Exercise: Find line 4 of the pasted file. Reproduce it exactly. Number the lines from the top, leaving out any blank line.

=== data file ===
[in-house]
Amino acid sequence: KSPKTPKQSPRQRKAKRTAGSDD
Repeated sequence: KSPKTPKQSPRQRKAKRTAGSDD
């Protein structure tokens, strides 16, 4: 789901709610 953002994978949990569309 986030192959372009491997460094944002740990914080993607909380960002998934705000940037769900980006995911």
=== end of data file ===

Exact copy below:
């Protein structure tokens, strides 16, 4: 789901709610 953002994978949990569309 986030192959372009491997460094944002740990914080993607909380960002998934705000940037769900980006995911």